View Single Post
  #9  
Old 02-03-2013, 11:45 AM
Darryl G Darryl G is offline
LawnSite Fanatic
 
Join Date: May 2001
Posts: 7,957
With so little start-up money I think that whatever you earn is going to end up having to go back into the business, which is going to greatly limit what you can put in your pocket. Running power equipment on customer's properties without insurance is foolish and irresponsible in my opinion. Also, you will need to at least have a rider on your insurance policy to use your personal vehicle for business use...otherwise if you have a claim while using it for work your insurance company will likely deny it. Also, the lawn care season is longer than the typical college break...it starts while you're still in school and ends after you're back in school.

Instead of what you have planned, this is what I recommend. Skip the mowing and concentrate on general yard work that can be done with limited equipment and without a long-term committment. Stuff like hedge trimming, weeding and mulching requires little equipment and you can fit everything you need in your current vehicle. You can have mulch delivered or haul it in bags in the trunk. If you buy it in bulk you can transport it in 5 gallon buckets if you can't fit a wheelbarrow in your car. You can add things like window washing, deck staining and other services that also require little equipment. Bascially you can work as a domestic-type employee for people helping out around the yard. There are a lot of senior citizens who need a little extra help and are sympathetic to college students. You won't be able to charge as much, but your expenses will be way lower and likely put more money in your pocket. What I described is what my college-age son did last year working out of his Miata and it worked out well for him. He did borrow our station wagon a few times as well and it did help that I was able to send some customers his way. They in turn referred him to friends and neighbors.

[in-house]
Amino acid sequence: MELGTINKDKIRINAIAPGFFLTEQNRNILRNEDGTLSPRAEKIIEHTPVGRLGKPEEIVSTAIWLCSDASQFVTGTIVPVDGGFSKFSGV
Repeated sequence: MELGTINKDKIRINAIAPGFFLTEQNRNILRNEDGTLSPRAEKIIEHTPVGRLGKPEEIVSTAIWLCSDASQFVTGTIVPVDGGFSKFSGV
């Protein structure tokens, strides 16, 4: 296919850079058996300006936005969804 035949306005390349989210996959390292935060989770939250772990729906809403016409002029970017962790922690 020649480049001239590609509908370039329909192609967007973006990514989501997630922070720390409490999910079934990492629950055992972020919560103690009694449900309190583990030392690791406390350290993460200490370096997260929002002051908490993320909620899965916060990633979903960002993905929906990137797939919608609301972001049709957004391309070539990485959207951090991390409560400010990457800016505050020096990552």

Reply With Quote
 
Page generated in 0.03674 seconds with 7 queries